Hiring safely and compliantly will underpin the post-Brexit labour market

A blog post by Mark Sugden, Employee Screening Expert, GBG

Recent record levels of employment in the UK are a cause for cheer – the latest health check on Britain’s labour market shows levels of employment are at a 43-year peak. Great news – we’re defying Brexit, right?

Well, not quite. These figures shouldn’t be taken at face value. High employment rates lead to a "job seekers' market", where people looking for jobs hold most of the power (because they are limited in supply).

For employers looking to hire more people and fill newly-created vacancies, this creates a challenge. Finding people to work for your business is becoming harder.

These fears are being exacerbated by the ever-present threat of the tap of EU labour being slowly turned off.

A recent survey carried out by GBG among hiring managers, found that 58% already struggle to find and hire new talent and expect it to become even harder the next six months.

Never has it been more necessary for employers to take a step back and think about the role of championing good work, innovative spaces, and positive people management in order to attract the talent they need to grow.

This will also be a theme of the upcoming CIPD conference, that our GBG Know Your People team will be attending in force in early November.

Regardless of the exact outcome of Brexit negotiation talks, the fact is that finding the right people will depend on much more than your own negotiation skills.

Firstly, keeping abreast of potential legislative changes can feel like nailing jelly to a wall, but as a bare minimum, employers should be able to establish the nationality of every current employee and identify those who need to apply for Settled Status.

Secondly, there is an as yet known unknown element of the agreements with countries outside of EEA and the opportunities they may present. For example, there may be a possibility for Tier 4 students to stay and work in the country for an additional two years.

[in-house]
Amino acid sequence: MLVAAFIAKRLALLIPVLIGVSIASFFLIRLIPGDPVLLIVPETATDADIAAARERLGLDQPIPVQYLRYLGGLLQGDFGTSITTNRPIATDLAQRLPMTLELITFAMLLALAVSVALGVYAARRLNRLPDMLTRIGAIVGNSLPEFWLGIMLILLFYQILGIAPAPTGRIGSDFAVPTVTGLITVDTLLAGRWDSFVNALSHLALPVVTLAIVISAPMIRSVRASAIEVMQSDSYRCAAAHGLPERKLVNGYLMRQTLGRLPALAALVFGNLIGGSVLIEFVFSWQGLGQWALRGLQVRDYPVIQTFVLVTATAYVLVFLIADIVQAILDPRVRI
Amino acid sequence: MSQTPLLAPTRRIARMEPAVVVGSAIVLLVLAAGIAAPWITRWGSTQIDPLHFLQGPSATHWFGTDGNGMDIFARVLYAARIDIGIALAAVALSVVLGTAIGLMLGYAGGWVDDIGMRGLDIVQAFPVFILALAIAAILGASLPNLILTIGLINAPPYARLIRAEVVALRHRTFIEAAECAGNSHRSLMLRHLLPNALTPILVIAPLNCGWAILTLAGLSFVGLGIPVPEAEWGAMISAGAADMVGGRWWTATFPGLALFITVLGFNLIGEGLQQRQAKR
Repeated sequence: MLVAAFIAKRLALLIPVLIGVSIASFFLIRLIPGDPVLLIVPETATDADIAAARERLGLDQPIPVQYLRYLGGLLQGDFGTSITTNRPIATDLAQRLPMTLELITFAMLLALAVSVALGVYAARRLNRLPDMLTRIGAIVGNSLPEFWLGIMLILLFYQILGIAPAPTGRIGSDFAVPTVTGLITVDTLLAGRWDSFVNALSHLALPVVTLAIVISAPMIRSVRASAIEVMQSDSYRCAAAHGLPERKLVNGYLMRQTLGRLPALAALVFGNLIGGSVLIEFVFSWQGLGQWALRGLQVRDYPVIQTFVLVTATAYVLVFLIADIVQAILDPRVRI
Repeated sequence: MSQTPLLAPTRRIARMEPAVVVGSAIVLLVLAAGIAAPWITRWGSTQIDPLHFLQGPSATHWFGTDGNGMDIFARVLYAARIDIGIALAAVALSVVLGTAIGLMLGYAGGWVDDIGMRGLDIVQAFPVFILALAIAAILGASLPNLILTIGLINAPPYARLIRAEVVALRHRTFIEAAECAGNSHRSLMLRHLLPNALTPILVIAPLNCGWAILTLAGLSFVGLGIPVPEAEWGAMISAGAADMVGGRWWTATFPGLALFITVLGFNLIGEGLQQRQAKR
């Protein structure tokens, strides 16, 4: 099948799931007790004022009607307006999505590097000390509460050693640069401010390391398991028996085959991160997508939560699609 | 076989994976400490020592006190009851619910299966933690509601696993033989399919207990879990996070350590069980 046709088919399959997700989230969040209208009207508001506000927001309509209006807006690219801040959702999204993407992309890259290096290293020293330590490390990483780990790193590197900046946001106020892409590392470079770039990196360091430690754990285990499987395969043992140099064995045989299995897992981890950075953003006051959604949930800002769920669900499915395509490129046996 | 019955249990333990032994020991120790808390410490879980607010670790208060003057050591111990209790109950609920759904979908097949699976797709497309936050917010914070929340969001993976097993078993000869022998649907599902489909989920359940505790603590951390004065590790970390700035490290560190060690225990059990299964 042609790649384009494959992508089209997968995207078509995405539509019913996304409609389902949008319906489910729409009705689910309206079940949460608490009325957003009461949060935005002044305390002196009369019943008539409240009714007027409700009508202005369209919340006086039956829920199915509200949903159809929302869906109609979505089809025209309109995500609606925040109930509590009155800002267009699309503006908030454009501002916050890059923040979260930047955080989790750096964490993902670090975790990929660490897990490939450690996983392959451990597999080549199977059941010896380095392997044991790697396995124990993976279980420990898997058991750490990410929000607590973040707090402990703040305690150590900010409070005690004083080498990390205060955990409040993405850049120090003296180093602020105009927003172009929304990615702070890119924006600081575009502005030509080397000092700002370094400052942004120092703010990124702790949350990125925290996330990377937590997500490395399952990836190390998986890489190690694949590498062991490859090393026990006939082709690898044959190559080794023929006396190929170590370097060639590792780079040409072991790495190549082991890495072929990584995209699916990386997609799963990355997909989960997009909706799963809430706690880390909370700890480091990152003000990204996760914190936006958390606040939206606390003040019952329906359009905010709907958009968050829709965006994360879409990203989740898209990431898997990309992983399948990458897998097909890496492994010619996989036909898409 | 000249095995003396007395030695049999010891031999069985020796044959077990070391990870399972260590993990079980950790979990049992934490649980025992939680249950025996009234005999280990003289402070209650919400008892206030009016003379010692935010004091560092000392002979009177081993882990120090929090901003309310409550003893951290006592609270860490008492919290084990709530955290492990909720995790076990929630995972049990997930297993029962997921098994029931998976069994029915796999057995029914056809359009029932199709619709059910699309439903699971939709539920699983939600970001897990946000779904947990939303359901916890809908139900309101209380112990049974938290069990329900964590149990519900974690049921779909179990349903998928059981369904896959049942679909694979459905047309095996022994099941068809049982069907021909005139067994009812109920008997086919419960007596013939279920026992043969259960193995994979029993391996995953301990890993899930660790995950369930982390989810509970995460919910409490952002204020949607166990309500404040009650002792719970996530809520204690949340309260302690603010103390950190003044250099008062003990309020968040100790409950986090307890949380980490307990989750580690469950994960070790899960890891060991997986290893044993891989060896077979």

This could mean that investing in entry-level apprenticeship schemes that encourage quick progression and are focused on providing a wide array of skills is a worthwhile investment in the long-run.

A move like that wouldn’t be entirely unexpected – London Mayor Sadiq Khan embarked on a trade mission to India and Pakistan spreading the message of London being open to those looking to work, visit or study following Brexit.

Thirdly, organisations in the high turnover territory such as hospitality, construction and agriculture who are known to be reliant on overseas seasonal workers, should also think creatively about how to widen the net of local applicants. 

Here, firms could set up an initiative to recruit from the pool of available local labour who are not able to find work as a result of their past.

This could include applicants who hold a criminal record, have an adverse financial history or have misused social media profiles. It may sound controversial but regardless of someone’s past, organisations should consider giving people a second chance if their honesty and transparency are presented throughout the recruitment process and are backed with adequate data.

For example, we’ve seen significant improvement in attitudes towards those with a criminal record, but our recent research shows that too many companies still don’t have adequate policies and procedures in place when considering such candidates. 

When asked, half of the hiring managers did not consider ex-offenders as having the necessary attributes to be a valuable part of the workforce, such as honesty and reliability. Yet with 20% of the working age population having a criminal record, it’s a section of society not to be ignored.

If we want the level of employment to continue increasing for the next 43 years, it’s crucial that we use technology in the right way, and implement safe and fair policies to recruit the right people.

As employers seek to attract future talent it is important to provide training opportunities for those out of work and give people the chance to live independent lives, pay taxes and support their families.  

Helping those with a past to become contributing members of society will benefit us all, create a stronger Britain and help us navigate the choppy waters of an uncertain Brexit.


If you’re attending the CIPD Annual Conference and Exhibition 2018 on 7-8 November, join our team of employment experts at stand C144 to discuss how you can onboard new employees fully compliantly and quickly.

.red { fill: #b0013a; }